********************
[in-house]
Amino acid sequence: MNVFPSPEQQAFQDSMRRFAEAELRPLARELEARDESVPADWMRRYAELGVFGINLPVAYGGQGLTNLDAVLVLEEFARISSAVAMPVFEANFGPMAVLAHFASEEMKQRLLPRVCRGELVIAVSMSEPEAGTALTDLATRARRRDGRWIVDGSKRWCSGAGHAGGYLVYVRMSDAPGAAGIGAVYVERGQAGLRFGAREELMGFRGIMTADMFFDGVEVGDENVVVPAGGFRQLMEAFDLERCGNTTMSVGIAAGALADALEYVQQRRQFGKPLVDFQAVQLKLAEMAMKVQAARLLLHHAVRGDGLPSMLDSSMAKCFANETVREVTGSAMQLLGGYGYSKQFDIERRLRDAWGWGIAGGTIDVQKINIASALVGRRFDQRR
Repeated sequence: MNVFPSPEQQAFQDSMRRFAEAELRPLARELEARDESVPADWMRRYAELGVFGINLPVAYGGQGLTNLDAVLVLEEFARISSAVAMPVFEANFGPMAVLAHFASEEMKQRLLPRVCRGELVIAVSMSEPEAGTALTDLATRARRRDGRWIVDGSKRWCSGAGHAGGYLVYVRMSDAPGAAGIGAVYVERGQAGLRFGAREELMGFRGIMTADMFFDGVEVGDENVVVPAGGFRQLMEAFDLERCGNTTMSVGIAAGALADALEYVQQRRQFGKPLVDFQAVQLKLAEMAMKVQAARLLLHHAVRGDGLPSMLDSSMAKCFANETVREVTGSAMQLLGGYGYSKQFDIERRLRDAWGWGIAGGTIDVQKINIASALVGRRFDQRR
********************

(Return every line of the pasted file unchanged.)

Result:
[in-house]
Amino acid sequence: MNVFPSPEQQAFQDSMRRFAEAELRPLARELEARDESVPADWMRRYAELGVFGINLPVAYGGQGLTNLDAVLVLEEFARISSAVAMPVFEANFGPMAVLAHFASEEMKQRLLPRVCRGELVIAVSMSEPEAGTALTDLATRARRRDGRWIVDGSKRWCSGAGHAGGYLVYVRMSDAPGAAGIGAVYVERGQAGLRFGAREELMGFRGIMTADMFFDGVEVGDENVVVPAGGFRQLMEAFDLERCGNTTMSVGIAAGALADALEYVQQRRQFGKPLVDFQAVQLKLAEMAMKVQAARLLLHHAVRGDGLPSMLDSSMAKCFANETVREVTGSAMQLLGGYGYSKQFDIERRLRDAWGWGIAGGTIDVQKINIASALVGRRFDQRR
Repeated sequence: MNVFPSPEQQAFQDSMRRFAEAELRPLARELEARDESVPADWMRRYAELGVFGINLPVAYGGQGLTNLDAVLVLEEFARISSAVAMPVFEANFGPMAVLAHFASEEMKQRLLPRVCRGELVIAVSMSEPEAGTALTDLATRARRRDGRWIVDGSKRWCSGAGHAGGYLVYVRMSDAPGAAGIGAVYVERGQAGLRFGAREELMGFRGIMTADMFFDGVEVGDENVVVPAGGFRQLMEAFDLERCGNTTMSVGIAAGALADALEYVQQRRQFGKPLVDFQAVQLKLAEMAMKVQAARLLLHHAVRGDGLPSMLDSSMAKCFANETVREVTGSAMQLLGGYGYSKQFDIERRLRDAWGWGIAGGTIDVQKINIASALVGRRFDQRR